The articles of incorporation of the Lutheran Church-Missouri Synod (LCMS), the constitution of the Wisconsin Evangelical Lutheran Synod (WELS), and many (perhaps most) Lutheran congregational constitutions in the United States specifically reference "The Book of Concord of 1580" as their confessional standard. That being the case, it is quite surprising that a complete English translation of "The Book of Concord of 1580," which was written only in German (except the appended Catalog of Testimonies) and directly subscribed by thousands of rulers and theologians, has never been published. Instead, the authorized (but unsubscribed) Latin version of 1584 has always been used for at least some portions:
I am especially pleased to make available an English translation of the German Apology as prepared by Justus Jonas. There has been considerable misunderstanding for many years about its relationship to the original Latin text by Philip Melanchthon. Jacobs characterized it as "more of a paraphrase than a translation, differing sometimes from the original by the omission, introduction and transposition of entire paragraphs, and therefore inducing the editors of some of the best German editions of the Symbolical Books to prepare fresh translations." Decades later, Tappert likewise described it as "a very free translation which has been called a 'pious paraphrase.'" The assessment of Bente in the interim is more accurate: "The translation of Jonas is not a literal reproduction of the Latin original, but a version with numerous independent amplifications. Also Melanchthon had a share in this work ... The deviations from the Latin original therefore must perhaps be traced to Melanchthon rather than to Jonas. Some of them are due to the fact that the translation was based in part not on the text of the editio princeps, but on the altered Latin octavo edition." For more details, I highly recommend this 1999 article by Fritz Schmitt on "The Impact of the German Apology."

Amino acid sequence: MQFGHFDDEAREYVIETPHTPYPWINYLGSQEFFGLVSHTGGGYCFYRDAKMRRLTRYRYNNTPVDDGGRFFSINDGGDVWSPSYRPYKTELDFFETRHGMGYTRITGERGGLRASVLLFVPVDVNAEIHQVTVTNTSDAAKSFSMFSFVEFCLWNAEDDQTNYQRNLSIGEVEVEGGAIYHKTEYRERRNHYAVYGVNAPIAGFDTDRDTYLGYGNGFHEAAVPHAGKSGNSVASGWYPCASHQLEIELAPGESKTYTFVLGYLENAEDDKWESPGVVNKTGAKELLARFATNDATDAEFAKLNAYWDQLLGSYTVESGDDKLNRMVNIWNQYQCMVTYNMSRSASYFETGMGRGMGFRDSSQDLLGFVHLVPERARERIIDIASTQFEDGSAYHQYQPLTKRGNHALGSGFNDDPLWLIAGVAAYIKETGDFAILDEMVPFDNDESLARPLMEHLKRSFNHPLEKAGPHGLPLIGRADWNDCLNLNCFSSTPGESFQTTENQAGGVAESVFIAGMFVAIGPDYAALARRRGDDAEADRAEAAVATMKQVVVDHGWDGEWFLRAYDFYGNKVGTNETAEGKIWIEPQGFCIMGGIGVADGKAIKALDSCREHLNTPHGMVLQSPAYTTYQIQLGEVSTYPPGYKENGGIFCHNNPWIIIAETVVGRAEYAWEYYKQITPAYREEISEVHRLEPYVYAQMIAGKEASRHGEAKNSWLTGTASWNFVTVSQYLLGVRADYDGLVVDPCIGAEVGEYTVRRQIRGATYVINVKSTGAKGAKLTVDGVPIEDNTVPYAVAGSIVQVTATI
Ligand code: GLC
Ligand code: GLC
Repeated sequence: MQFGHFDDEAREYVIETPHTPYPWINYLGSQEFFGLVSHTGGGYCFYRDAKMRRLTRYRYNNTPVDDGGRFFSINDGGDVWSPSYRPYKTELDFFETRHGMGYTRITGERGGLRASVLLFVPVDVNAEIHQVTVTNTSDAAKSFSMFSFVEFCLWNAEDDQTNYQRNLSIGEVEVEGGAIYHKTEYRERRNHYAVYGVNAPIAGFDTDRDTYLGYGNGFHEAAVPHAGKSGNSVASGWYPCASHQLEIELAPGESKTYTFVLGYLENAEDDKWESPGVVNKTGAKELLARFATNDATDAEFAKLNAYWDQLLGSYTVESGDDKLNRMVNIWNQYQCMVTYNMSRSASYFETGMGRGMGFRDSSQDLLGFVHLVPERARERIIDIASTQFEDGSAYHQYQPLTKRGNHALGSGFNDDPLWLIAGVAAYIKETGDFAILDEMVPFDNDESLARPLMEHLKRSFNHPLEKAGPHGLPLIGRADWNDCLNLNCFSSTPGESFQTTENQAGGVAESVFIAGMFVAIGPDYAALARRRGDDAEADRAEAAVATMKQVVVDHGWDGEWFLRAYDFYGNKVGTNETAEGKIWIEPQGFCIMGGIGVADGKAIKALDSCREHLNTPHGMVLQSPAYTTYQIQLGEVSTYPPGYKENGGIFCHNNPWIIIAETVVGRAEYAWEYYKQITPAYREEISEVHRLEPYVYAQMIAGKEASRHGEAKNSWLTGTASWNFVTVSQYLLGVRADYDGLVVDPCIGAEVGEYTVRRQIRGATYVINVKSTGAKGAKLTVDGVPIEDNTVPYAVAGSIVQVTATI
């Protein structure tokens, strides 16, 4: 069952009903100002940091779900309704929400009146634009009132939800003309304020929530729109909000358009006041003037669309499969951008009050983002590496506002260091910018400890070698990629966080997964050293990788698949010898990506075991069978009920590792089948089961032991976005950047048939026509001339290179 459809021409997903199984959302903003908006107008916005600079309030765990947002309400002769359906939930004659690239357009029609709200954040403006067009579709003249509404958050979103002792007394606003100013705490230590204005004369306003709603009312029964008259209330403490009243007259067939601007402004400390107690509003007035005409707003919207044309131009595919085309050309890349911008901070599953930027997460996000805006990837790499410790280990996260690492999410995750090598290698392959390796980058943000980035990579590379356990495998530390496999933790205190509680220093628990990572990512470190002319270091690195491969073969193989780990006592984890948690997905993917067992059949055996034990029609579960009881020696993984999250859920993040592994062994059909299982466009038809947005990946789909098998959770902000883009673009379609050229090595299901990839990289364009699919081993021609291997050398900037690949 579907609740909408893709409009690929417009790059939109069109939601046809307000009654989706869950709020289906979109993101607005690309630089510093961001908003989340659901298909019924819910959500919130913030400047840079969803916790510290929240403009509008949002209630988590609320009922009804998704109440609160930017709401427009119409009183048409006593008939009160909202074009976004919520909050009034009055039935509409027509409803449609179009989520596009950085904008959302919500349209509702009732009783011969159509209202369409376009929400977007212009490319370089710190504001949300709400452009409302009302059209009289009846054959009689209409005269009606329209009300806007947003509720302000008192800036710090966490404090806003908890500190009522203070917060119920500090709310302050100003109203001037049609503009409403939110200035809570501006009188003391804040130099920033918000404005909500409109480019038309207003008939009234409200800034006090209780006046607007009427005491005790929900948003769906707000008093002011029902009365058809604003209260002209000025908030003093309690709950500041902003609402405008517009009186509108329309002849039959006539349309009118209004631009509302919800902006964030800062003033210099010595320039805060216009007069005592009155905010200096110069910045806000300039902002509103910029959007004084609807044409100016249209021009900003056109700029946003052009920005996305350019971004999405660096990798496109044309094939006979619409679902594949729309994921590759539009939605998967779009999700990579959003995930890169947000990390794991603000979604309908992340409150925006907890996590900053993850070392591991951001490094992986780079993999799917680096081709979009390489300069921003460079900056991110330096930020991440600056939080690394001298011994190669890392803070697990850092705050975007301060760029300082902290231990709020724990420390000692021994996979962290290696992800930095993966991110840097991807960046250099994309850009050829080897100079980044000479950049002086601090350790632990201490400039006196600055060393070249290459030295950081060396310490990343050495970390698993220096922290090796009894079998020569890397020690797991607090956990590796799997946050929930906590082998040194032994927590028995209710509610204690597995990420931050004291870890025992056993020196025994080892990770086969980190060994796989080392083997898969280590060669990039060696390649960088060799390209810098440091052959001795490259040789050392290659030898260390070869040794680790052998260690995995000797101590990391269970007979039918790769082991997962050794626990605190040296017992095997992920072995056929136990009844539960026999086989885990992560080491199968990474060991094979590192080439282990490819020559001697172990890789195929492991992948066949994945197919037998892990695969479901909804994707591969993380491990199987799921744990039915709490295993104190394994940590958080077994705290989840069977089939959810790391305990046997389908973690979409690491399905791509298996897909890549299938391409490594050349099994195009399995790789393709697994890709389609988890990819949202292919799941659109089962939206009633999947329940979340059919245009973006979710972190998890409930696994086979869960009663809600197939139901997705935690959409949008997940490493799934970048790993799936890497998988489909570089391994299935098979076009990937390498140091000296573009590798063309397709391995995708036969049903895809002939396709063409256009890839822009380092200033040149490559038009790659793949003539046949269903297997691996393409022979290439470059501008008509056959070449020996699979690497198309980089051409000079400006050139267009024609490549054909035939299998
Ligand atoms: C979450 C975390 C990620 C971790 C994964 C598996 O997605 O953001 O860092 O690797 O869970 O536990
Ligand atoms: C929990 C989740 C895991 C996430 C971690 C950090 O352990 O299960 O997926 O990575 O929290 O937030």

Finally, a disclaimer: I have no academic background or expertise in this field, and no formal qualifications as a translator. I am a Lutheran layman with a strong interest in theology, basic competence in modern German from five years of study in high school and college, and access to helpful online resources; examples include this extensive German-English dictionary and this 19th-century dictionary that includes many archaic terms. As a result, my new translations of the prefaces--as well as my thorough update of the Henkel text for the German Apology, which is now in progress--are highly literal, and admittedly a bit clunky. I would welcome review and correction or improvement of my work by someone with the appropriate credentials. Visit this page to leave feedback of any kind.
May God bless all who read and use these documents!
Jon Alan Schmidt